20 October 2015
Jamie Murray wearing Macmillan tartan kilt
Scottish tennis player Jamie Murray took time out of practice ahead of the Davis Cup semi-final tie against Australia to launch a new tartan for a leading cancer charity. Britain’s No 1 doubles player swapped his shorts for a kilt at the Emirates Arena in Glasgow where he will hopefully be in doubles action on Saturday.
The bespoke kilt was designed by Kinloch Anderson for Macmillan Cancer Support in celebration of the 25th anniversary of the charity’s fundraising event, the World’s Biggest Coffee Morning. Based on a Macmillan hunting tartan in homage to the charity’s founder Douglas Macmillan, it features the organisation’s distinctive brand colours of dark, mid and light green.
The kilt will be auctioned to raise funds for Macmillan’s services, including specialist nurses, financial help for cancer patients and a telephone support line.
Modelling the made-to-measure kilt yesterday, Jamie said: 'I am honoured to be chosen to launch this new tartan for Macmillan Cancer Support because there are very few people who haven’t been affected by cancer in some way. I’m also very happy to help Macmillan promote its World’s Biggest Coffee Morning. My granny holds a coffee morning every year and I hope the charity raises the money it needs to help people with cancer and their families.'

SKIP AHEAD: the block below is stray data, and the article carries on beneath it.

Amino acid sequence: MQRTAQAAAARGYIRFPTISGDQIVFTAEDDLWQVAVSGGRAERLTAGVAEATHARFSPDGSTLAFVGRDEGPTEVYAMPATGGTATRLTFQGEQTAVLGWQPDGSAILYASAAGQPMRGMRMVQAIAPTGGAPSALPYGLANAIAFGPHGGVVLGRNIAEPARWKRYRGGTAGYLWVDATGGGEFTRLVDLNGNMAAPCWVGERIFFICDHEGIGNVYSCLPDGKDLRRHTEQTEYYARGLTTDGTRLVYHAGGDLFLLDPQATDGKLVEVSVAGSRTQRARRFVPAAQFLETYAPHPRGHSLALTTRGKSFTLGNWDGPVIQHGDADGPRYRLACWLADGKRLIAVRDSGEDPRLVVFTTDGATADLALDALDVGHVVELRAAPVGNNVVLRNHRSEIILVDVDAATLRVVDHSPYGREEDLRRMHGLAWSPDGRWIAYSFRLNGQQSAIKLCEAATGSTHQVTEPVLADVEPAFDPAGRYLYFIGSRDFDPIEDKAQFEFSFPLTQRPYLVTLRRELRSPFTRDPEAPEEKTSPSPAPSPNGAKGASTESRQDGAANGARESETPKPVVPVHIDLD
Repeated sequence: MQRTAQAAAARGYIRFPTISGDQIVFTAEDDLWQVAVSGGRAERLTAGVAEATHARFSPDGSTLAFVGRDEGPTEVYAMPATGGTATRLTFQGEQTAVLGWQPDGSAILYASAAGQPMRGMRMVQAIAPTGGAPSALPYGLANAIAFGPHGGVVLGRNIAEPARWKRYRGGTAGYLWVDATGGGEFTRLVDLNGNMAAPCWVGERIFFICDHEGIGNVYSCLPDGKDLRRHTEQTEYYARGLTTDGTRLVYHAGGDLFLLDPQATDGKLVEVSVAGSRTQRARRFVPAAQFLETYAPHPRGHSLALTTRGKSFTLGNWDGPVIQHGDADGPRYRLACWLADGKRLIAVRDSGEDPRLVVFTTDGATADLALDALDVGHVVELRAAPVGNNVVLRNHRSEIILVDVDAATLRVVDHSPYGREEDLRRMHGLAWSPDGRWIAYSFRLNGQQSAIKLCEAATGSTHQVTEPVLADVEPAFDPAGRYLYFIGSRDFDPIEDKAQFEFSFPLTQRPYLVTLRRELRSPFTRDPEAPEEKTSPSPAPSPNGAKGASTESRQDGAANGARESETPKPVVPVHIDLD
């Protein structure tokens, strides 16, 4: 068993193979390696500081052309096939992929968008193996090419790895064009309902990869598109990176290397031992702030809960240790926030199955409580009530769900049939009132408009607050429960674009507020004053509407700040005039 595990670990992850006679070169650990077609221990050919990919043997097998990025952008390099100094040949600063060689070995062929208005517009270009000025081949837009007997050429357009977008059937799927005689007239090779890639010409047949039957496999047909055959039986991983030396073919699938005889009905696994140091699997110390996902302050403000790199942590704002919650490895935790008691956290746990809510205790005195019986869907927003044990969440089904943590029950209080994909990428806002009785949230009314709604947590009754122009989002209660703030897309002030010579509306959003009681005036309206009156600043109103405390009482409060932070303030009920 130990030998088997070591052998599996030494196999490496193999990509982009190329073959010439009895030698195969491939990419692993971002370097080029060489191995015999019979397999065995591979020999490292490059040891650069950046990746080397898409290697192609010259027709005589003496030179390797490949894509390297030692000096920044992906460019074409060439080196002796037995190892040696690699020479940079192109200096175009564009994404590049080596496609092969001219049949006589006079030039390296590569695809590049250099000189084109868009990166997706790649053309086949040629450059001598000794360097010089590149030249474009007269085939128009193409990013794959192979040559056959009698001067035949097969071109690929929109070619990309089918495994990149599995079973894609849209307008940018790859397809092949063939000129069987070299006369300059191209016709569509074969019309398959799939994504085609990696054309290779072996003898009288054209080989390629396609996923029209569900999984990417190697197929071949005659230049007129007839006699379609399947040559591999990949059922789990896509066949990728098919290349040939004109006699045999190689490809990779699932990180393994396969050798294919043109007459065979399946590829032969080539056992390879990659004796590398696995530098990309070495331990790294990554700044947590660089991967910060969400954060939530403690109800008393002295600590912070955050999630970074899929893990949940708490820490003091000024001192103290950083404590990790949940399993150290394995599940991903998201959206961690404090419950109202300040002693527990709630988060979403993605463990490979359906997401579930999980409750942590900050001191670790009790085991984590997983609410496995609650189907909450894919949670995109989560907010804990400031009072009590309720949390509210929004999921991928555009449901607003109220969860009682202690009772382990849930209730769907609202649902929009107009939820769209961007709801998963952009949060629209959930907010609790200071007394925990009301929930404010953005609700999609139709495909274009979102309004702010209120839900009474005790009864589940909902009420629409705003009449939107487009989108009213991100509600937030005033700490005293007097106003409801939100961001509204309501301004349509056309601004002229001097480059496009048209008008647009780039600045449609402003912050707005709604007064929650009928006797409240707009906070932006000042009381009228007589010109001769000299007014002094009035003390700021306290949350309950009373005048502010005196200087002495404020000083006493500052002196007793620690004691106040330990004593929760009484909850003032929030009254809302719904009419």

The tartan has been officially registered by Kinloch Anderson, tailors and kiltmakers to the Queen, the Duke of Edinburgh and the Prince of Wales.
The company also supplied the kilt outfits for both Jamie and his brother Andy’s weddings.
Claire Kinloch Anderson from Kinloch Anderson said: 'We were delighted to design a tartan for Macmillan Cancer Support and are so proud that Jamie Murray is wearing the kilt as an ambassador for them and all the amazing work they do.'
When he set up his charity more than 100 years ago, Douglas Macmillan wanted advice and information to be provided to all people with cancer, homes for patients at low or no cost, and voluntary nurses to attend to patients in their own homes.
Today much of his legacy lives on with the charity acting as a source of support for people living with cancer and a force for improving cancer care.
However, with nearly one in two people projected to be diagnosed with cancer in their lifetimes, the need for Macmillan’s work is set to increase dramatically.
Macmillan’s Area Fundraising Manager Jan Forrest said: 'We are really grateful to Jamie Murray for taking time out of his busy training schedule to help us launch this new tartan and to Kinloch Anderson for designing it for us. Macmillan relies almost entirely on voluntary donations and fundraising for income and the money raised from auctions such as this will become ever more important.'
More details about the tartan can be found here: https://www.tartanregister.gov.uk/tartanDetails.aspx?ref=1136